Many laboratory experiments fail to find evidence for the game-theoretic concept of “mixed strategies.” But Doru Cojoc, a graduate student at Clemson University, looks at data taken from the world of chess, where high prizes are on the line and we find repeated games between the same players (there is no copy of the paper on the web).
A player might prefer one opening move over another (e.g., “1. e4” vs. “1. d4”), but if a player always uses his favorite, the opponent will find it easier to prepare a defense. So players tend to vary their opening moves in an effectively random manner, as confirmed by Cojoc’s data from championship matches. The returns to differing opening moves end up being the same, in expected value terms, even though players have their favorites. Note: For purposes of contrast, I would like to see if chess champions do any better with their favorite moves in non-repeated settings, Cojoc says he is working on this.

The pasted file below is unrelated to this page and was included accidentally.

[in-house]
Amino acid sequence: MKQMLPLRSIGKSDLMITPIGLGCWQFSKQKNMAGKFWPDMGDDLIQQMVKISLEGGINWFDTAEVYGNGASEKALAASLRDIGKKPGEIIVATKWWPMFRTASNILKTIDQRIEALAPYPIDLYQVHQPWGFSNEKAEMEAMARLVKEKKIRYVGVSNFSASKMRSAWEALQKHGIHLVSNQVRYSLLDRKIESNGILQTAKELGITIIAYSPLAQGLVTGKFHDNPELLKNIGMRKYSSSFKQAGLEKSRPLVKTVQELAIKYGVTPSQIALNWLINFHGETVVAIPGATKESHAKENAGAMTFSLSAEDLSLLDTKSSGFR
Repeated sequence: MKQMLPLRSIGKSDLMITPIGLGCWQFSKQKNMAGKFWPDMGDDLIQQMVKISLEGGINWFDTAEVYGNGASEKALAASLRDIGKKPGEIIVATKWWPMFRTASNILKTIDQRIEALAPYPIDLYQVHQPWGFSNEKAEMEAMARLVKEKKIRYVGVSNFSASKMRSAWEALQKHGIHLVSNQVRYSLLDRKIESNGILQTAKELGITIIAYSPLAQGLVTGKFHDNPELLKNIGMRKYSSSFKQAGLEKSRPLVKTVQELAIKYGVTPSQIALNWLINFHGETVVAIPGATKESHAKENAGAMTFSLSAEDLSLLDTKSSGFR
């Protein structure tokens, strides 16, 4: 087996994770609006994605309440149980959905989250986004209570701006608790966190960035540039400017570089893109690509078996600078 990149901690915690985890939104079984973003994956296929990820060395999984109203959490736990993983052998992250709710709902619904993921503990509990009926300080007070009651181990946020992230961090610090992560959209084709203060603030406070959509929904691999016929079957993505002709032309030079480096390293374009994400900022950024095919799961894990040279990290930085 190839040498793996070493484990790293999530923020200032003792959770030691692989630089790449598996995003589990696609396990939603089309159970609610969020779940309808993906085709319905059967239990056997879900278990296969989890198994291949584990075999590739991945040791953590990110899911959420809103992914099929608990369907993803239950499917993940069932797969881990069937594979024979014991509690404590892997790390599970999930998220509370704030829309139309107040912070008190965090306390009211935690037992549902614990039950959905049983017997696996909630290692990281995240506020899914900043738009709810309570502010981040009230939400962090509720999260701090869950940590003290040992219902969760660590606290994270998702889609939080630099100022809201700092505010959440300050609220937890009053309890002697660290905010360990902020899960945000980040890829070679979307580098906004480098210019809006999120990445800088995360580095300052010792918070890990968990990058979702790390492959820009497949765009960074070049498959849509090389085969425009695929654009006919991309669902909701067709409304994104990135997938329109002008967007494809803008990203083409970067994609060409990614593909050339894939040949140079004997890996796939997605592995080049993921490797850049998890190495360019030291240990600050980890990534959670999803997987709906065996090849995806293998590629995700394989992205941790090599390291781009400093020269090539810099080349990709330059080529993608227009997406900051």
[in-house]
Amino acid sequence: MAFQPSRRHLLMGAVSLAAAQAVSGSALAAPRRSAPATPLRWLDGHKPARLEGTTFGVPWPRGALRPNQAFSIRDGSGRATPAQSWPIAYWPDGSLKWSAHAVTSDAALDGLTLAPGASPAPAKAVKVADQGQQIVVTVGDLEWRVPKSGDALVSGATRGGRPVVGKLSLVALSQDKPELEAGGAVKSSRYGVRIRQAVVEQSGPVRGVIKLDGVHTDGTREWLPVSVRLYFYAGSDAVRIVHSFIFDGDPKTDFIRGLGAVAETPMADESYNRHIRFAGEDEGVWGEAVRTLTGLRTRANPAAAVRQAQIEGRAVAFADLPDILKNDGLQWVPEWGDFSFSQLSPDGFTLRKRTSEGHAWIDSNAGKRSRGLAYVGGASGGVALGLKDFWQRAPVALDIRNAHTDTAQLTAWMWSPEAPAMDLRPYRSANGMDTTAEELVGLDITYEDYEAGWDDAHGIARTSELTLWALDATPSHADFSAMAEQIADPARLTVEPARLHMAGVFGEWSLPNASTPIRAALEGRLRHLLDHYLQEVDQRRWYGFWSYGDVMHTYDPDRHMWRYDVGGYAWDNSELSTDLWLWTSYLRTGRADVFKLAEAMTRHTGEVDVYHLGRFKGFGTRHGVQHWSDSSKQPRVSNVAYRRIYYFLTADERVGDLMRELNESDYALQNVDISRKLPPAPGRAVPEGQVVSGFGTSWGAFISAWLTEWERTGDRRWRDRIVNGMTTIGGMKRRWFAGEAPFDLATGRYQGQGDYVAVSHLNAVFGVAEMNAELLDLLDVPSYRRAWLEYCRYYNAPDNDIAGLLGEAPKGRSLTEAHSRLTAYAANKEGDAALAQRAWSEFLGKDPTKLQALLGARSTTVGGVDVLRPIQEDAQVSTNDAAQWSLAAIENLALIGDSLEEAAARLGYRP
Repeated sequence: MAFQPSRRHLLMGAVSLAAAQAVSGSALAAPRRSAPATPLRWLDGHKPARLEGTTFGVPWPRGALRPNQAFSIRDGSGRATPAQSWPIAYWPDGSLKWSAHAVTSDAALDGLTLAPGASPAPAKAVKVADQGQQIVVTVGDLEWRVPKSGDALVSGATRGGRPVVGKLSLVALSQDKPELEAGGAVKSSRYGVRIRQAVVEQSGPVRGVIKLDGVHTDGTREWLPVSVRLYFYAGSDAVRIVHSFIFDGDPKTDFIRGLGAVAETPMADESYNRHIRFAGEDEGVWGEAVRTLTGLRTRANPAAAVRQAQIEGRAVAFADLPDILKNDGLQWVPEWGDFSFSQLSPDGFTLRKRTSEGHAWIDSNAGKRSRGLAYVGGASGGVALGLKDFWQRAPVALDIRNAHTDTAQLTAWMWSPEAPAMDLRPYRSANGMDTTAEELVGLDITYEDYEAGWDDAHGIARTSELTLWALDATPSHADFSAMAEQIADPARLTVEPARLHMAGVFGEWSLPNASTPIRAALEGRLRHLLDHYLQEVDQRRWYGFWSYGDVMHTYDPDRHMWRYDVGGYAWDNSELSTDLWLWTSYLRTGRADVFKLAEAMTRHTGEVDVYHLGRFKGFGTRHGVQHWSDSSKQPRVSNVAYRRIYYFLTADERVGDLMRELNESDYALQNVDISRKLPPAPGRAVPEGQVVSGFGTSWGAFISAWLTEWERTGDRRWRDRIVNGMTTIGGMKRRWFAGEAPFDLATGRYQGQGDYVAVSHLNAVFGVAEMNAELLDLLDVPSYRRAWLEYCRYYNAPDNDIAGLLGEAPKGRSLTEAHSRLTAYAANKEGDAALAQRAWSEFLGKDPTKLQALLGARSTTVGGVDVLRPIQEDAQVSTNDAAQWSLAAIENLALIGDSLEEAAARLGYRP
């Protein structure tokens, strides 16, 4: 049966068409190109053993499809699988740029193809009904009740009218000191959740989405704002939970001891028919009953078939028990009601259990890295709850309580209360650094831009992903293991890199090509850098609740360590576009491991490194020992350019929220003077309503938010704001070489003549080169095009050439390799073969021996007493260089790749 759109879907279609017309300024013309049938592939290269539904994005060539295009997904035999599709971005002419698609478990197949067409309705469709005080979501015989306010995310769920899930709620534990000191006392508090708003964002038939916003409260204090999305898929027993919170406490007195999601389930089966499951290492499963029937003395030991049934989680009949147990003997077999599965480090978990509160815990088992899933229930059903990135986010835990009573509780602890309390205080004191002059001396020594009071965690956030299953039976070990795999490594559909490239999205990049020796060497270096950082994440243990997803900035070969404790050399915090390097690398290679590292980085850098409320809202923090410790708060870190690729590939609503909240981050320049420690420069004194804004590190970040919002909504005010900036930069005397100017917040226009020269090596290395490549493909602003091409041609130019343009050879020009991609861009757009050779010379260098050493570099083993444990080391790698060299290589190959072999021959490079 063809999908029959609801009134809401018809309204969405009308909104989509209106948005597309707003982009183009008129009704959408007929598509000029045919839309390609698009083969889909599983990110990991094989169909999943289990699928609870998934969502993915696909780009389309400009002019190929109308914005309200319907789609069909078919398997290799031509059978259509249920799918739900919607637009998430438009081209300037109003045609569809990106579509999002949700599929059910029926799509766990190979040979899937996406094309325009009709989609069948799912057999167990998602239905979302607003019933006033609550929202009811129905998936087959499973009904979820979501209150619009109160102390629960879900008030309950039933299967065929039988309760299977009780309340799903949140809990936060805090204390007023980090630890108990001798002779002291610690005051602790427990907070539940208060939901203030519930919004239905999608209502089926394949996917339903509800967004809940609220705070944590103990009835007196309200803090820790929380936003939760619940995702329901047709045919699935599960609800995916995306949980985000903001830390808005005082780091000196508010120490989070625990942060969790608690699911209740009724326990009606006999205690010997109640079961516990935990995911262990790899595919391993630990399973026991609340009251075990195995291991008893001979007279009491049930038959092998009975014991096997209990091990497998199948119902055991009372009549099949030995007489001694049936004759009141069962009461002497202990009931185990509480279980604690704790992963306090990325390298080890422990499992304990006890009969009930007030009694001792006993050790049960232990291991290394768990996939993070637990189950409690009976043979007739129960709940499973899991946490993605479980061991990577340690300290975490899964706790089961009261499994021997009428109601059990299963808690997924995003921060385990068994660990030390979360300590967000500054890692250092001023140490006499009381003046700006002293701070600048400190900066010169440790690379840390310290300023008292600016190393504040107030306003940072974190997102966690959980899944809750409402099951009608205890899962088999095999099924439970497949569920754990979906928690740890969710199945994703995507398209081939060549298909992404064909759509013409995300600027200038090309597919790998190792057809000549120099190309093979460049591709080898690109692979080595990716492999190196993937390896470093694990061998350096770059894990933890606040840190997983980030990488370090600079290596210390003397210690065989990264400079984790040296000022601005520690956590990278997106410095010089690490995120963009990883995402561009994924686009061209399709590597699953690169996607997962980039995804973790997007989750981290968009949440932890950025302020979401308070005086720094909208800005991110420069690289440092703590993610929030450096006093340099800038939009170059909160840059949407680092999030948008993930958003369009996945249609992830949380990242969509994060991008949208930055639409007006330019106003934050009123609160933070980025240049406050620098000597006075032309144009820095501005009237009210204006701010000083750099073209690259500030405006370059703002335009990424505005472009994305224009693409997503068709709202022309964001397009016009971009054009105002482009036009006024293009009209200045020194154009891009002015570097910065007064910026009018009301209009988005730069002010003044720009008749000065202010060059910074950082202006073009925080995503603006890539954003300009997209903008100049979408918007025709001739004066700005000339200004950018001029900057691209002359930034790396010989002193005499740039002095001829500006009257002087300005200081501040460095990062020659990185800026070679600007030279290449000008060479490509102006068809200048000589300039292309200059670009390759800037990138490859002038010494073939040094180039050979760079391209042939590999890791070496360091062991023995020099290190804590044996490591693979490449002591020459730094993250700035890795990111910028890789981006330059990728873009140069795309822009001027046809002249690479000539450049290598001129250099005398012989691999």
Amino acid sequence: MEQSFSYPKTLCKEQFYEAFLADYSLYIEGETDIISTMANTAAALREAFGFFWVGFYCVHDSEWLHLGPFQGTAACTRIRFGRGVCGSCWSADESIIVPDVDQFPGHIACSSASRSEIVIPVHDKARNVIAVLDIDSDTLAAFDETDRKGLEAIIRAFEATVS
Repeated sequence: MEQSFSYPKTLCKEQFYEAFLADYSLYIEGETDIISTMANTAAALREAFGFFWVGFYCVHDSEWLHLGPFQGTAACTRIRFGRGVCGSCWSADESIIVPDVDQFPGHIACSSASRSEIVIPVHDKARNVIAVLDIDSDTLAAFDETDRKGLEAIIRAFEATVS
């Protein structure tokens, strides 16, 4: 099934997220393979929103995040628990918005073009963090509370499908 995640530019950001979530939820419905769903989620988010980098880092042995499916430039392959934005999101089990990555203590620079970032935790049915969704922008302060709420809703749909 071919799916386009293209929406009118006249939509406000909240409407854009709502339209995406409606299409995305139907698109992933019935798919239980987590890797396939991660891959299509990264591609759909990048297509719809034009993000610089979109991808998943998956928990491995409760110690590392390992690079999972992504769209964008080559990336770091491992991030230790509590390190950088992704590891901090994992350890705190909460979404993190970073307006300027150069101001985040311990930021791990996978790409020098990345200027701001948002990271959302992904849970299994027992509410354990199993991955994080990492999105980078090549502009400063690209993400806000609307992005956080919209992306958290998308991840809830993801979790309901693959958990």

Doru tells me he is also preparing work on whether chess players ever reason using backwards induction strategies. And click here for a lead on the Chiappori, Steve Leavitt, and Tim Groseclose paper on mixed strategies in soccer.
By the way, did you know that for world championship games since 1951, the player with white is more than twice as likely to win as the player with black (26% white wins, 12% black wins, 61% draw)?
Thanks to Bob Tollison for the pointer on this work.